We will share insights generated during a research project which applied co-design approaches to the planning and delivery of highly innovative knowledge sharing experiences. The paper suggests the reconsideration of the roles, researchers, KE professionals and other stakeholders play in knowledge sharing activities by describing an alternative to the classical knowledge provider and recipient concept.
This research is informed by experiential learning (Kolb, 1984) and Co-Design (Sanders and Stappers, 2008) building on research undertaken by Cruickshank et al. (Cruickshank, Cruickshank, 2010, Cruickshank et al., 2009) on the role of creativity and design for innovation in knowledge exchange. The authors refer to knowledge management theory to distinguish knowledge sharing from knowledge exchange and transfer (Michailova and Sidorova, 2011).
Our approach to knowledge sharing is characterised by a participatory, co-creational understanding of KE research. Here academics and KE professionals use their expertise to design and provide a flexible structure and safe environment in which participant experts feel enabled to share relevant and create new knowledge across organisational boundaries.
We will describe how design expertise in creating tools and processes that enable communication through defined points of interaction can enhance knowledge sharing.
By focusing on appropriate structures for knowledge sharing rather than the content, this approach has proven highly flexible in adapting to different topic spaces. This has been tested with more than a hundred companies ranging from creative industries to nuclear and civil engineering and varying in size from micro, SME to very large corporates (e.g. Arup, BBC, Halcrow) to Public sector participants (Dept. of Treasury).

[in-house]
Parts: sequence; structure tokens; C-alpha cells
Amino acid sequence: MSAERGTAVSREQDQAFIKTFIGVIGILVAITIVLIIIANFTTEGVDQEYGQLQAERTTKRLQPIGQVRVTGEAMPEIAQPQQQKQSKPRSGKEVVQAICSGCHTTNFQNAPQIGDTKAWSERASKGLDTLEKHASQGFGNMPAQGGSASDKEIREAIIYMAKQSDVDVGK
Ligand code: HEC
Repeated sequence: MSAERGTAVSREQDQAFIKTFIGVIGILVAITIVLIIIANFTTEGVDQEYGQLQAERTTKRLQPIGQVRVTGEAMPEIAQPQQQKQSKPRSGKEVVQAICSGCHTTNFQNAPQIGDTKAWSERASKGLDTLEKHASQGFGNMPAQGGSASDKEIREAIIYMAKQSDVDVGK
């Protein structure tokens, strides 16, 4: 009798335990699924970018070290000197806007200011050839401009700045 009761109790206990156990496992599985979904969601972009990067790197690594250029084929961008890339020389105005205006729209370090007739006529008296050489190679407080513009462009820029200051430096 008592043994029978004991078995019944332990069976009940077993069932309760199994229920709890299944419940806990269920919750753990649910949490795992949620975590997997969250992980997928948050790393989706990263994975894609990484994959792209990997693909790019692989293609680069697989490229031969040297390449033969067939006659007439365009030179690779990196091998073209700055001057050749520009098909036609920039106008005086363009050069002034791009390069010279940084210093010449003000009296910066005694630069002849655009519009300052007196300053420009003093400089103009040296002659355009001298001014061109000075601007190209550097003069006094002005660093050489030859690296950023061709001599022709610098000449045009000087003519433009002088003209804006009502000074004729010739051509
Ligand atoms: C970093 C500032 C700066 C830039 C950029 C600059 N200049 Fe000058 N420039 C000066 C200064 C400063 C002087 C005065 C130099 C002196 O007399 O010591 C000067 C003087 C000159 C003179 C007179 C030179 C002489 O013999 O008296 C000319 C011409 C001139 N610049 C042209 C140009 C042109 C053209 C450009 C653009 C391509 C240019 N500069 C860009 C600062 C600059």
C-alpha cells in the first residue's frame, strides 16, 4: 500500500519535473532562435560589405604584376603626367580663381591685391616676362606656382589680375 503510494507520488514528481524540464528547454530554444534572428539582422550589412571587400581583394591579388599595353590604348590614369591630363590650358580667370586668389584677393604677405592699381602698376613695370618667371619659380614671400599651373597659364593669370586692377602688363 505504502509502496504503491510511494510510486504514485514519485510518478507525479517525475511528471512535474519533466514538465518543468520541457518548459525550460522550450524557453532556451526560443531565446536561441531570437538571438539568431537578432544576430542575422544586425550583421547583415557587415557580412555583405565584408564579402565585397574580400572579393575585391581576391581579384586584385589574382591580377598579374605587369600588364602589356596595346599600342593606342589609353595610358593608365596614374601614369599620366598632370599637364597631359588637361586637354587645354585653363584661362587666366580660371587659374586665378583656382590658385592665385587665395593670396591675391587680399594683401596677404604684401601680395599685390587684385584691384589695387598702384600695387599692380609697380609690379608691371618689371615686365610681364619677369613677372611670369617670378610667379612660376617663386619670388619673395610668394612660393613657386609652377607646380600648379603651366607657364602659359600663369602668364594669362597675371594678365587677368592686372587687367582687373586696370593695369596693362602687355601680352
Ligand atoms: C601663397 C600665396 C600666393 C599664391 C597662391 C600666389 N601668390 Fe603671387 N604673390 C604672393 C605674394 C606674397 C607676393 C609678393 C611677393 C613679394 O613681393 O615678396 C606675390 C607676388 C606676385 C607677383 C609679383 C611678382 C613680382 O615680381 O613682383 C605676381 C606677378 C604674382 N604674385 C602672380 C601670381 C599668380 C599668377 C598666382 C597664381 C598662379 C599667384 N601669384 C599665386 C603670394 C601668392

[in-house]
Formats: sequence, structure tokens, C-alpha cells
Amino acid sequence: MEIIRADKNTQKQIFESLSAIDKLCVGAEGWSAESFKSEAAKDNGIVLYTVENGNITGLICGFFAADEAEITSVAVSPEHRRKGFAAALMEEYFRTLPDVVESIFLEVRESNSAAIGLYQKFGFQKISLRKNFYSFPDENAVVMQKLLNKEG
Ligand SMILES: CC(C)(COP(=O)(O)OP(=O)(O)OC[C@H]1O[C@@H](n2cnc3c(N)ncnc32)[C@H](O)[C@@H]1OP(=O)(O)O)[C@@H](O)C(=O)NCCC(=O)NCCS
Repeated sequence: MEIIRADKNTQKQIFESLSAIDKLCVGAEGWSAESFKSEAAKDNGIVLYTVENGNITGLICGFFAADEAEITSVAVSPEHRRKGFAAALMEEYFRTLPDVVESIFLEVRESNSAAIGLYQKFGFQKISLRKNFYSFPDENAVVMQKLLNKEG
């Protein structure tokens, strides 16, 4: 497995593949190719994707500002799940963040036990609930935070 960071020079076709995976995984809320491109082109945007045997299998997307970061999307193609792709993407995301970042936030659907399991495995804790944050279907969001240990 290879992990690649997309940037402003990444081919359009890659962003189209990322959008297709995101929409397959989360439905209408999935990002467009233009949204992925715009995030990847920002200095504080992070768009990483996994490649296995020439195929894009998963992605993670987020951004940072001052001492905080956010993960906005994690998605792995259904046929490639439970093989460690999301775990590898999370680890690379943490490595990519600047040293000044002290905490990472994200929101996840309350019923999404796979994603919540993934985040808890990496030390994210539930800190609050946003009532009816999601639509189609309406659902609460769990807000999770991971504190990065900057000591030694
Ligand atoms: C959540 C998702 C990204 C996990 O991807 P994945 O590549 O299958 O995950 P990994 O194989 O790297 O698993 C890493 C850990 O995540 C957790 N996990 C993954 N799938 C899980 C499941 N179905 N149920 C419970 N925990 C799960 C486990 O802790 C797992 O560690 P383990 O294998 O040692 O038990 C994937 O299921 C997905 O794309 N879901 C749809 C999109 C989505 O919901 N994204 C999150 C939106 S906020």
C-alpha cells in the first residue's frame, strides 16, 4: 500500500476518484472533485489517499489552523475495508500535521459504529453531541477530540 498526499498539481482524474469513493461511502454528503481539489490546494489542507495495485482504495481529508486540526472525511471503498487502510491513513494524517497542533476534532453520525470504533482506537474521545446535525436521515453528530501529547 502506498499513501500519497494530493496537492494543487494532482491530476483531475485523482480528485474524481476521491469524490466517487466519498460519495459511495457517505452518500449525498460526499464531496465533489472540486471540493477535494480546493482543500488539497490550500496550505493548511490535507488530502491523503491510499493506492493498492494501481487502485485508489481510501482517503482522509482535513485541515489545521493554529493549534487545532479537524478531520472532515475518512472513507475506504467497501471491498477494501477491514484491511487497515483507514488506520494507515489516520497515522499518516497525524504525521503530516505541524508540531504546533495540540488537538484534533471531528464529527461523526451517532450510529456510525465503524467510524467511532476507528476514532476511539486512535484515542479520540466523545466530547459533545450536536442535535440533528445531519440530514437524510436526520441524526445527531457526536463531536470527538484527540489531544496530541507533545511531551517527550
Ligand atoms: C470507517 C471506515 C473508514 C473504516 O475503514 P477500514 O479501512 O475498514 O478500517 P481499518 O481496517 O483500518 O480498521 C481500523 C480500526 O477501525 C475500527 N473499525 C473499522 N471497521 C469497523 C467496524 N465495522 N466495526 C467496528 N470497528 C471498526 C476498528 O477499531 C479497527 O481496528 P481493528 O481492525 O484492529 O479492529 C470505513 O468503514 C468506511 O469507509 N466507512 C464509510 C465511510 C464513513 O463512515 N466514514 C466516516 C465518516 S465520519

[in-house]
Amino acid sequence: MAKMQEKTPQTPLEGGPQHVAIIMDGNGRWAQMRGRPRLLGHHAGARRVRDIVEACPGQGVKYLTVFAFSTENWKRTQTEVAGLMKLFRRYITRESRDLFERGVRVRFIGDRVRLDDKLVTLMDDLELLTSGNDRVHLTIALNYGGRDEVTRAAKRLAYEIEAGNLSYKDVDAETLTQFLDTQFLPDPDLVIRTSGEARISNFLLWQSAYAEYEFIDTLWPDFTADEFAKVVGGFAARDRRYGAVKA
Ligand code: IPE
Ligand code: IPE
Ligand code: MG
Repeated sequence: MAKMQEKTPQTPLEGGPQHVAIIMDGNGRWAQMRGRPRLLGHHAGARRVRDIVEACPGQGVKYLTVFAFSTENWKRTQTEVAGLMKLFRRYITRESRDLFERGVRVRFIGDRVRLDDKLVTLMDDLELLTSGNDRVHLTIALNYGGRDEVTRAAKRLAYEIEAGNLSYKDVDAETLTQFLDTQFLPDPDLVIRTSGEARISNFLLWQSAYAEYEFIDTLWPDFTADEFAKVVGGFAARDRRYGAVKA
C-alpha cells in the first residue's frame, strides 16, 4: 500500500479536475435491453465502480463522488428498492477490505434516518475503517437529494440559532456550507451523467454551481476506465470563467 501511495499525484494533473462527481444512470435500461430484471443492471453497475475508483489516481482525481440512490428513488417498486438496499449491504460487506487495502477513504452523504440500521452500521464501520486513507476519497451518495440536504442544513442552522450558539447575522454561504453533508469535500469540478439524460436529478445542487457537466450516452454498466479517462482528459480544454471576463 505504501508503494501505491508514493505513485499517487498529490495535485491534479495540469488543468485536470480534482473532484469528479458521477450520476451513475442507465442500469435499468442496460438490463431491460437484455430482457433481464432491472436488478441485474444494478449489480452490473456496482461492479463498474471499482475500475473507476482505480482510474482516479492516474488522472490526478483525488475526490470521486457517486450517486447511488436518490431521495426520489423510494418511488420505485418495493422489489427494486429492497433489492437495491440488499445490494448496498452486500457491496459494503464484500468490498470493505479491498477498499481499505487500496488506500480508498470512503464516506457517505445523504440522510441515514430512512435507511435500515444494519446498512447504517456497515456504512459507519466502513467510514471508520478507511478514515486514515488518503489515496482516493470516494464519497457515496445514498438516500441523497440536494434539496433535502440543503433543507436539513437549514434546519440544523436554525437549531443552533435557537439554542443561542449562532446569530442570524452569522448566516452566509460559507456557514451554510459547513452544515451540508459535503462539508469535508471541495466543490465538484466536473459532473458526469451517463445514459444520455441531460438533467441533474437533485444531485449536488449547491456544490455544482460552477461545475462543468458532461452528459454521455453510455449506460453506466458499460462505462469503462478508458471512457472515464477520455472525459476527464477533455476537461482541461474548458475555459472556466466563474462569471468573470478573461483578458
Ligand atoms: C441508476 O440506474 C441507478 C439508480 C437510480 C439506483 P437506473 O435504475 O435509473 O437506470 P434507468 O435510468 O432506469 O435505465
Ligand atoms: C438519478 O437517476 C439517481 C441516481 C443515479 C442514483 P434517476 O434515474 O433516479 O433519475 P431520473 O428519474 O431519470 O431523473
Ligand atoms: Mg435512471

Rather than broadcasting knowledge to an audience, we aim to identify knowledge overlaps between stakeholders, often precipitating the identification of landscapes of opportunities for further engagement. Thereby the impact generated extends beyond the time frame of planned events.
A new role for academics and KE professionals, transcending just providing expert knowledge to facilitating collective knowledge creation. This is a mutual process: it requires an attitude of open mindedness to regard each stakeholder in the knowledge sharing process as equal an expert in his or her own right.
The paper will highlight challenges and opportunities related to a co-design approach in relation to real-world examples and reflect on the transferability and applicability to different contexts. We present co-design as a method to really achieving knowledge exchange rather than (in practice the still more common) knowledge transfer.
CRUICKSHANK, L. Designing Creative Frameworks: Design Thinking as an Engine for New Facilitation Approaches. International Journal of Arts and Technology, in press.
CRUICKSHANK, L. 2010. Designing Company Interactions: Innovation In Knowledge Exchange. FISCAR conference Helsinki, May 2010, 2010 Helsinki.
CRUICKSHANK, L., MATHER, A. & EVANS, M. 2009. Applied Imagination – Designing Innovative Knowledge Transfer Approaches. Innovation 09: Innovation through Knowledge Transfer (Conference), 2009. Institute of Knowledge Transfer.
KOLB, D. A. 1984. Experiential learning: Experience as the source of learning and development, Englewood Cliffs, N.J., Prentice-Hall.
MICHAILOVA, S. & SIDOROVA, E. 2011. From group-based work to organisational learning: the role of communication forms and knowledge sharing. Knowledge Management Research & Practice, 9, 73-83.
SANDERS, E. B.-N. & STAPPERS, P. J. 2008. Co-creation and the new landscapes of design. CoDesign: International Journal of CoCreation in Design and the Arts, 4, 5-18.